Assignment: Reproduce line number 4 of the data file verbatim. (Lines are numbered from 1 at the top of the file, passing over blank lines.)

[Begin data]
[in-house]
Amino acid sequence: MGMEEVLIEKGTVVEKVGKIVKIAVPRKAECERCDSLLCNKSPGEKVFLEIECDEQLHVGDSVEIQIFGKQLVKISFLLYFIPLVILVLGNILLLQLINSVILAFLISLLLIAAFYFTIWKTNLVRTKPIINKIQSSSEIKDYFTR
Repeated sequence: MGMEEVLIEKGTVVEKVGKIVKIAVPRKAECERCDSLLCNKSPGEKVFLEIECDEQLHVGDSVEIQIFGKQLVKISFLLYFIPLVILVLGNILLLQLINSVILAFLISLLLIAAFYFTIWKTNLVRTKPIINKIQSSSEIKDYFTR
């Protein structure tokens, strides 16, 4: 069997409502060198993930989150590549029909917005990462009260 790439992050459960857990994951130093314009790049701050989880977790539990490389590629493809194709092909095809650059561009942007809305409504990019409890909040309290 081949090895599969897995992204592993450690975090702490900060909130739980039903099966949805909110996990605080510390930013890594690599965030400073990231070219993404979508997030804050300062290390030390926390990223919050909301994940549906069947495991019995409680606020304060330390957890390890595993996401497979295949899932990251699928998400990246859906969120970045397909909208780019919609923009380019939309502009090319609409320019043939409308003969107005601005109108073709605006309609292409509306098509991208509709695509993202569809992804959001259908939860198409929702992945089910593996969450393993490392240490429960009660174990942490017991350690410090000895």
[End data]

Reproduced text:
């Protein structure tokens, strides 16, 4: 069997409502060198993930989150590549029909917005990462009260 790439992050459960857990994951130093314009790049701050989880977790539990490389590629493809194709092909095809650059561009942007809305409504990019409890909040309290 081949090895599969897995992204592993450690975090702490900060909130739980039903099966949805909110996990605080510390930013890594690599965030400073990231070219993404979508997030804050300062290390030390926390990223919050909301994940549906069947495991019995409680606020304060330390957890390890595993996401497979295949899932990251699928998400990246859906969120970045397909909208780019919609923009380019939309502009090319609409320019043939409308003969107005601005109108073709605006309609292409509306098509991208509709695509993202569809992804959001259908939860198409929702992945089910593996969450393993490392240490429960009660174990942490017991350690410090000895």